Adult Education Quarterly, in press, 1-17:  http://journals.sagepub.com/doi/abs/10.1177/0741713617751043


Host learning in community-based ecotourism in Nepal: The case of Sirubari and Ghalegaun homestays

Pierre Walter, Kapil Dev Regmia, Pushpa Raj Khanalb

Pushpa Raj Khanal is an Executive Officer at the Ministry of Federal Affairs and Local Development of the Government of Nepal (GON).

This study investigated host learning in two community-based ecotourism homestay villages in Nepal’s mountain trekking region. Homestays are an intense visitor-host contact zone, rich in learning, and important to the success of ecotourism projects. This was an interpretive case study used to interpret and test Billet’s (2014) theory of workplace learning, and offer insights into a new area of inquiry in tourism studies. This theoretical lens captured the complex, contextually-based curricular, pedagogical and epistemological practices of host learning in ecotourism homestays. Findings identified a homestay “hosting curriculum” comprising: (a) environmental cleanliness, sanitation and conservation; (b) the valuing of local culture; and (c) homestay management. The study showed the complex dimensions of host learning in a time of cultural, economic and social change occurring in both villages, and how local hosts adapted their beliefs, tourism practices and identities in response to these changes.

Tourism Management Perspectives, 2018, 26, 49-58. https://www.sciencedirect.com/science/article/abs/pii/S2211973618300291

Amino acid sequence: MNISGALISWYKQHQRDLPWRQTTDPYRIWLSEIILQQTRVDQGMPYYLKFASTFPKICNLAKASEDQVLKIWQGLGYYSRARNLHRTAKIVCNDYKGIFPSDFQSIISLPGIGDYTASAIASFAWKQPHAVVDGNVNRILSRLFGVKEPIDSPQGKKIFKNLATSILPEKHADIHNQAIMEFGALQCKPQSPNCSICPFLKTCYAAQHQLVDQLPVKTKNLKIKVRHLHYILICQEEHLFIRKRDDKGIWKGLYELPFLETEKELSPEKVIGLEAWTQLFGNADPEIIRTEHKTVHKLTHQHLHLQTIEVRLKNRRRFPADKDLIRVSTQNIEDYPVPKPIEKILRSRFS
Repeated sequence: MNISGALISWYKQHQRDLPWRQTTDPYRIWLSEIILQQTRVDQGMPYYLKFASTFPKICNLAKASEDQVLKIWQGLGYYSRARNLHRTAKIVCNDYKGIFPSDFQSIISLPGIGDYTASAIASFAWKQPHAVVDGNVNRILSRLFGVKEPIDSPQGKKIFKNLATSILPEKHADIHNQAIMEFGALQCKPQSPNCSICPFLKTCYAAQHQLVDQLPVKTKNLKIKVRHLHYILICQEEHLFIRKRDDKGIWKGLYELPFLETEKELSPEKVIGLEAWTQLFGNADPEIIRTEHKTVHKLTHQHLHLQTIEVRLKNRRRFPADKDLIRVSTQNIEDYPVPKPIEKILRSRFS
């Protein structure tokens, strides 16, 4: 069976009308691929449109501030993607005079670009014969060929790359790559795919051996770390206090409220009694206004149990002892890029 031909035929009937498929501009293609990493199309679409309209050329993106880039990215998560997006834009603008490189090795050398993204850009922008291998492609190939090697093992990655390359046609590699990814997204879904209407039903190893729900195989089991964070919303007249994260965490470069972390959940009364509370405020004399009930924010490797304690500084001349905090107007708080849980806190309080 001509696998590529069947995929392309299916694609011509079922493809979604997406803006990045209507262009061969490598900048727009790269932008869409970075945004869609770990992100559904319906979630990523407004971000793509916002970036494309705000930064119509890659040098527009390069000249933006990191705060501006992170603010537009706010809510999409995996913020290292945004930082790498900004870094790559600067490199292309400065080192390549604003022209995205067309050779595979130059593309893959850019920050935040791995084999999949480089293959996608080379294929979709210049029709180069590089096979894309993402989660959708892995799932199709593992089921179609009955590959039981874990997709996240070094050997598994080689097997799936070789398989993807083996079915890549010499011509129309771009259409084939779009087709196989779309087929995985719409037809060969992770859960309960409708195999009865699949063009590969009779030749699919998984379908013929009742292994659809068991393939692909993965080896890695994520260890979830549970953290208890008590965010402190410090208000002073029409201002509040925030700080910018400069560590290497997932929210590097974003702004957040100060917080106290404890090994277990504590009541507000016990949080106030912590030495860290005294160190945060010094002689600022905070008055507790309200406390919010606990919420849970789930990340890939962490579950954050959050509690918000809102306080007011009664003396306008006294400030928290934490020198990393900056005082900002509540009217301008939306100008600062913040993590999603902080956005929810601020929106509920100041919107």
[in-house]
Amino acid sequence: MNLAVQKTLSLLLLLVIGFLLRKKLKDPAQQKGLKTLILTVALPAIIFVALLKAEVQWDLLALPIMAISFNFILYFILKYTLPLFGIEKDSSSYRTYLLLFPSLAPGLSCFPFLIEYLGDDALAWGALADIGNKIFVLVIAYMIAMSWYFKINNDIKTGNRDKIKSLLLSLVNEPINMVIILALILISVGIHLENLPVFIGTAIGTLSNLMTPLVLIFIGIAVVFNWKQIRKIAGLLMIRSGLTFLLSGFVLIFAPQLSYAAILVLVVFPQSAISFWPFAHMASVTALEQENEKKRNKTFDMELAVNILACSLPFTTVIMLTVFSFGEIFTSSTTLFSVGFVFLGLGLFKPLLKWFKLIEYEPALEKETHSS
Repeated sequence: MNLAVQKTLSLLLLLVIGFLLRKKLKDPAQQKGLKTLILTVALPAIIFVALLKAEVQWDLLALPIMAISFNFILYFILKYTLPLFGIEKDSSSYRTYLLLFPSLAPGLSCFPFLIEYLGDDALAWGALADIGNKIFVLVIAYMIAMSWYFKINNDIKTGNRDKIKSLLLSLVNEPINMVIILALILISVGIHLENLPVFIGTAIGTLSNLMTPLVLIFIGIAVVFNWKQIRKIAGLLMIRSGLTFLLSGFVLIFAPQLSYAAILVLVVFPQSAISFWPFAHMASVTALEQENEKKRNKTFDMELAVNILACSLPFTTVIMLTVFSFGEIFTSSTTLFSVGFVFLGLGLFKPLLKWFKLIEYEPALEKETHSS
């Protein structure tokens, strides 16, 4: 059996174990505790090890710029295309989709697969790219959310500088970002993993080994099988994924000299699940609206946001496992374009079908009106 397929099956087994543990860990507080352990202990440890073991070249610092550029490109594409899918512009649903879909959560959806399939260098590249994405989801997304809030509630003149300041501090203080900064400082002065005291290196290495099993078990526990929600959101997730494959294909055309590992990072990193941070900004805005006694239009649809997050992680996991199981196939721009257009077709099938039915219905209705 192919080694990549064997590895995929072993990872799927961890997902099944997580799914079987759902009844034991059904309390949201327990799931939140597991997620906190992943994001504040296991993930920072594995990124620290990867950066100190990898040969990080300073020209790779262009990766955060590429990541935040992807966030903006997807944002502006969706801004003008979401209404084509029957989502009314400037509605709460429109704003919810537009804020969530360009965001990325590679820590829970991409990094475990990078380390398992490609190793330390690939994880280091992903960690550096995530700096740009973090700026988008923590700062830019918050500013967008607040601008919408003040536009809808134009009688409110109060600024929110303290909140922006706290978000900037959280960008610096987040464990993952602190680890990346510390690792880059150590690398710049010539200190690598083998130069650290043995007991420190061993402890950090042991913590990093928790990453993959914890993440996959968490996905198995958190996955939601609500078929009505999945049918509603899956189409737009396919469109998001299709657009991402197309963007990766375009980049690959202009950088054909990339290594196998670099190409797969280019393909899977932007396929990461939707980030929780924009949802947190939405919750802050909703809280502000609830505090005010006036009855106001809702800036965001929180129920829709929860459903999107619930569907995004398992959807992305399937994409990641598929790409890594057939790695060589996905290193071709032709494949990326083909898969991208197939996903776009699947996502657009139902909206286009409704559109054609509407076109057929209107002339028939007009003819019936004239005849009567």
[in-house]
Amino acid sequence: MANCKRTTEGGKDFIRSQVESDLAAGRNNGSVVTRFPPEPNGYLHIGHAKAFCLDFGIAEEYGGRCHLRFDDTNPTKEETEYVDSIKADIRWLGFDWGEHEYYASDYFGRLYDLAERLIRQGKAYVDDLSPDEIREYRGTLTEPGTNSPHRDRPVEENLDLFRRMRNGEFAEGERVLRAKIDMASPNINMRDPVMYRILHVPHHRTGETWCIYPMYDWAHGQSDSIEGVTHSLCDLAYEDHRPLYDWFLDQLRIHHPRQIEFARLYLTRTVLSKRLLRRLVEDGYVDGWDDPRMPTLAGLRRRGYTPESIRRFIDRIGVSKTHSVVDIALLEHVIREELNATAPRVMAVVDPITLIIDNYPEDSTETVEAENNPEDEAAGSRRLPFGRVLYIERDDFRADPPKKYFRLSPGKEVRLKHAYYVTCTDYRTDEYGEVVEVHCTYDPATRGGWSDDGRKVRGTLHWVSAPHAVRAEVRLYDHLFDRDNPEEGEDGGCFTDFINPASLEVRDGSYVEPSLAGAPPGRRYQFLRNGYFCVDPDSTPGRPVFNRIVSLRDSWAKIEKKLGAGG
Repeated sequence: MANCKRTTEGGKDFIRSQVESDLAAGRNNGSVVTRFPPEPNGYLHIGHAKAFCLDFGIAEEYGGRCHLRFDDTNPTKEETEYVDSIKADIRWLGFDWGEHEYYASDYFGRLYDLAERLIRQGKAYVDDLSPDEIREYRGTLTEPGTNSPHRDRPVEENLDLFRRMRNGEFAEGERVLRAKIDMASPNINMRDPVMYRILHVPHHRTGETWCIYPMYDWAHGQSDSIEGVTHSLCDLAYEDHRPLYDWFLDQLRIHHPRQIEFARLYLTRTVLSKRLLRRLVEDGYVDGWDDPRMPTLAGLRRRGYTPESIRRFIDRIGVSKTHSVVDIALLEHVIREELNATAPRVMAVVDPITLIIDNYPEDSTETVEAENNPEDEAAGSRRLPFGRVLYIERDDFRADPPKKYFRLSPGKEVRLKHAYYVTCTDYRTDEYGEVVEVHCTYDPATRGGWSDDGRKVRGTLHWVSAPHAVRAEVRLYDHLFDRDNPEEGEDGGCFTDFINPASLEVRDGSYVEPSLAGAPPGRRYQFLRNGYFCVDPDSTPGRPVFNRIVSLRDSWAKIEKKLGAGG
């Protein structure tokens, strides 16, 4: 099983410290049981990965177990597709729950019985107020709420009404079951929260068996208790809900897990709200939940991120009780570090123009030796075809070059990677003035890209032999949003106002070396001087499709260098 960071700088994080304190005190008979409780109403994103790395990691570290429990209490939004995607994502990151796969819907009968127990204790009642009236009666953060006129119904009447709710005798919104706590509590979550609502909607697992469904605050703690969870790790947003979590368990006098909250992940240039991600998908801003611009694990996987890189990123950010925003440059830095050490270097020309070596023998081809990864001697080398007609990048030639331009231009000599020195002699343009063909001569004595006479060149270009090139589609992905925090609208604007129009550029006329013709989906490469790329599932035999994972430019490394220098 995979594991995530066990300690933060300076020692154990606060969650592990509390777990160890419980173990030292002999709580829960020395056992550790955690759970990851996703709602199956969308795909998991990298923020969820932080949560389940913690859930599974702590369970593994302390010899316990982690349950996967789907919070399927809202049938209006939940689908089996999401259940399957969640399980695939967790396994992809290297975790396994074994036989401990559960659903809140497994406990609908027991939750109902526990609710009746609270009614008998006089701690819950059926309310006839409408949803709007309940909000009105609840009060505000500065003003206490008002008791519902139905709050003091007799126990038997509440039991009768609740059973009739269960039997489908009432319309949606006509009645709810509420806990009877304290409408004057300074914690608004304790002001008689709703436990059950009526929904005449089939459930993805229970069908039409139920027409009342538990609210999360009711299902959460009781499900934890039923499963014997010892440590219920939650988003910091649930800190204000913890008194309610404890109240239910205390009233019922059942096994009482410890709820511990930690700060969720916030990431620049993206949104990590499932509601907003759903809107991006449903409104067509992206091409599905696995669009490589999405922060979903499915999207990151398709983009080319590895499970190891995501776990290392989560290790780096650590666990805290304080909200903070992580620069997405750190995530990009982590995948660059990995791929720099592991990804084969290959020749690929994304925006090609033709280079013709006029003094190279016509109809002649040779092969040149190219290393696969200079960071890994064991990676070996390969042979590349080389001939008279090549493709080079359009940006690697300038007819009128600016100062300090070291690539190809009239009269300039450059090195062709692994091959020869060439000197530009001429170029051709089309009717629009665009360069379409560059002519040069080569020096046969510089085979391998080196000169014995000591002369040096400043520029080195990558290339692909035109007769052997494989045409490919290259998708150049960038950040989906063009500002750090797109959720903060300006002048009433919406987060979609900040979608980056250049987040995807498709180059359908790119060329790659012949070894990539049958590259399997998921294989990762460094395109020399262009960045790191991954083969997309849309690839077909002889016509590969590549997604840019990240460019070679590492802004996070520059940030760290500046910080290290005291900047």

Modernisation theory, ecotourism policy, and sustainable development for poor countries of the global South: perspectives from Nepal

Kapil Regmi and Pierre Walter

Despite its popularity as a strategy for sustainable development in the global South, ecotourism has had a mixed record in enhancing the socio-economic conditions of the rural populace. We argue that part of this failure lies in the fact that the theory and practice of ecotourism, like conventional mass tourism, has been guided by a modernisation approach to development. In this paper, we outline the historical evolution of ecotourism policy in Nepal, review the present global policy agenda of ‘ecotourism for development’, and offer a critique of modernist forms of ecotourism. Using empirical research from secondary sources on ecotourism in Nepal, we then discuss the economic, social, educational, and environmental benefits of community-based ecotourism. We conclude that to achieve sustainable development goals in Nepal and other poor countries of the global South, the focus of ecotourism for development should shift from modernist, ‘economist’ forms of ecotourism to more locally controlled, participatory forms of community-based ecotourism for sustainable development.

International Journal of Sustainable Development & World Ecology, 2017, 24(1), 1-14. https://www.tandfonline.com/doi/abs/10.1080/13504509.2016.1147502